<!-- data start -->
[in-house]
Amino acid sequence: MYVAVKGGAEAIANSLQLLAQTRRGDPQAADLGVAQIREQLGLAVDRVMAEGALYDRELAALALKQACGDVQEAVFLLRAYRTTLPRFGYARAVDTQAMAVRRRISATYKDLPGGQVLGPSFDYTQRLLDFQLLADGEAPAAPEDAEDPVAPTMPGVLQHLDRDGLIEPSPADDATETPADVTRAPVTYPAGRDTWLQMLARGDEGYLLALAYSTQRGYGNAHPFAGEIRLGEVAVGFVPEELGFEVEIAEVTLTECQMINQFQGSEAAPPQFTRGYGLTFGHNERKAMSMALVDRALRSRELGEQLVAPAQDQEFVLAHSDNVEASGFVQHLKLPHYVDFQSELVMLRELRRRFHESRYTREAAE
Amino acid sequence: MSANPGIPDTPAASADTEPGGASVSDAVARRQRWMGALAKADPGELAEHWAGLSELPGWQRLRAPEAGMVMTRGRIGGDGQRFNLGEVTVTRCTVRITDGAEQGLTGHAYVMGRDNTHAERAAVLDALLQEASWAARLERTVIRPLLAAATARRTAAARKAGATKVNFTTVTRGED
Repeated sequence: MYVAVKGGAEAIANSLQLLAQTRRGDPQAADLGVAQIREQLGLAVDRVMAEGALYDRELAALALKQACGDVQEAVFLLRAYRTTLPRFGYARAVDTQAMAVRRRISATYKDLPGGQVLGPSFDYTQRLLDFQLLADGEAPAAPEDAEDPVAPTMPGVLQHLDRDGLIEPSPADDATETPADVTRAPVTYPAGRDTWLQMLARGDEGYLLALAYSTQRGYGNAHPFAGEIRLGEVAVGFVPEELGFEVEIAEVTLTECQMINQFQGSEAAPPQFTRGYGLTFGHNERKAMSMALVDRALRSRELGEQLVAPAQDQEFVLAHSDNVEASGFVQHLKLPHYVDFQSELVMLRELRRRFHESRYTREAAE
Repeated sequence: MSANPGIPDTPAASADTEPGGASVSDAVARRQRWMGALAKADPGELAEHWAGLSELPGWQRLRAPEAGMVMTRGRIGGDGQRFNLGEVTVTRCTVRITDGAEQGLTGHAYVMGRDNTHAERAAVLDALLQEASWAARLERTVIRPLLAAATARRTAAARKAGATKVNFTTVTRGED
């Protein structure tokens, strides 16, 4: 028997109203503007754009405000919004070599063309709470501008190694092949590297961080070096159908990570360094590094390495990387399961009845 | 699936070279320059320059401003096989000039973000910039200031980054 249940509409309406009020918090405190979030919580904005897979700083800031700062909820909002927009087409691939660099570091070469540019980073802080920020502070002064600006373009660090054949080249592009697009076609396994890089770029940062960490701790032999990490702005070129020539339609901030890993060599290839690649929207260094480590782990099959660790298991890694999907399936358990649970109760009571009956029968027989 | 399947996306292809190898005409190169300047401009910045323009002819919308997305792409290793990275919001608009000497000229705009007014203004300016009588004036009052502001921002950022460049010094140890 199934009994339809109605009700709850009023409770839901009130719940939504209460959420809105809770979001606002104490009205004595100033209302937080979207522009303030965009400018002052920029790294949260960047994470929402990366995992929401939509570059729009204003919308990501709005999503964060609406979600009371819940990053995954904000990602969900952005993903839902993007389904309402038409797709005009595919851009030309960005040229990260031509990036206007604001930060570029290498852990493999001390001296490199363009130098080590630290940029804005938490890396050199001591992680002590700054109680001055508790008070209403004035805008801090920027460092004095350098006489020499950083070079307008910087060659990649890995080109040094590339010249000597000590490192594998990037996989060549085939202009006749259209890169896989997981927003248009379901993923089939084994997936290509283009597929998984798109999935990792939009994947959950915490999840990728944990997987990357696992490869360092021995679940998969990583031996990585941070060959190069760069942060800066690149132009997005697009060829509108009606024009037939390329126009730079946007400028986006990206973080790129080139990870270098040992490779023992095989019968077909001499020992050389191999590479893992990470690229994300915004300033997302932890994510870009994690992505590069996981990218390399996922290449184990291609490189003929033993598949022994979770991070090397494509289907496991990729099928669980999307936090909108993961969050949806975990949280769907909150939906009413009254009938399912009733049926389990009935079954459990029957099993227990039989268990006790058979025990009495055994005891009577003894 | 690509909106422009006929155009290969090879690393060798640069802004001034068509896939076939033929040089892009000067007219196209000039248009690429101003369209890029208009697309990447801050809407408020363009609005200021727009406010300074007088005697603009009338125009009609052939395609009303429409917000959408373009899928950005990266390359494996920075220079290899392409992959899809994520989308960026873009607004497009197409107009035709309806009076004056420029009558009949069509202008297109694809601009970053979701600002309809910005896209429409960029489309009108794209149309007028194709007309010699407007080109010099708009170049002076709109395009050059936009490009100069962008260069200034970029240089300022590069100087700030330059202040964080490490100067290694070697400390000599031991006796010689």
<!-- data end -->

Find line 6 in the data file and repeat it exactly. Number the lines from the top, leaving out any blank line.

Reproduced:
């Protein structure tokens, strides 16, 4: 028997109203503007754009405000919004070599063309709470501008190694092949590297961080070096159908990570360094590094390495990387399961009845 | 699936070279320059320059401003096989000039973000910039200031980054 249940509409309406009020918090405190979030919580904005897979700083800031700062909820909002927009087409691939660099570091070469540019980073802080920020502070002064600006373009660090054949080249592009697009076609396994890089770029940062960490701790032999990490702005070129020539339609901030890993060599290839690649929207260094480590782990099959660790298991890694999907399936358990649970109760009571009956029968027989 | 399947996306292809190898005409190169300047401009910045323009002819919308997305792409290793990275919001608009000497000229705009007014203004300016009588004036009052502001921002950022460049010094140890 199934009994339809109605009700709850009023409770839901009130719940939504209460959420809105809770979001606002104490009205004595100033209302937080979207522009303030965009400018002052920029790294949260960047994470929402990366995992929401939509570059729009204003919308990501709005999503964060609406979600009371819940990053995954904000990602969900952005993903839902993007389904309402038409797709005009595919851009030309960005040229990260031509990036206007604001930060570029290498852990493999001390001296490199363009130098080590630290940029804005938490890396050199001591992680002590700054109680001055508790008070209403004035805008801090920027460092004095350098006489020499950083070079307008910087060659990649890995080109040094590339010249000597000590490192594998990037996989060549085939202009006749259209890169896989997981927003248009379901993923089939084994997936290509283009597929998984798109999935990792939009994947959950915490999840990728944990997987990357696992490869360092021995679940998969990583031996990585941070060959190069760069942060800066690149132009997005697009060829509108009606024009037939390329126009730079946007400028986006990206973080790129080139990870270098040992490779023992095989019968077909001499020992050389191999590479893992990470690229994300915004300033997302932890994510870009994690992505590069996981990218390399996922290449184990291609490189003929033993598949022994979770991070090397494509289907496991990729099928669980999307936090909108993961969050949806975990949280769907909150939906009413009254009938399912009733049926389990009935079954459990029957099993227990039989268990006790058979025990009495055994005891009577003894 | 690509909106422009006929155009290969090879690393060798640069802004001034068509896939076939033929040089892009000067007219196209000039248009690429101003369209890029208009697309990447801050809407408020363009609005200021727009406010300074007088005697603009009338125009009609052939395609009303429409917000959408373009899928950005990266390359494996920075220079290899392409992959899809994520989308960026873009607004497009197409107009035709309806009076004056420029009558009949069509202008297109694809601009970053979701600002309809910005896209429409960029489309009108794209149309007028194709007309010699407007080109010099708009170049002076709109395009050059936009490009100069962008260069200034970029240089300022590069100087700030330059202040964080490490100067290694070697400390000599031991006796010689």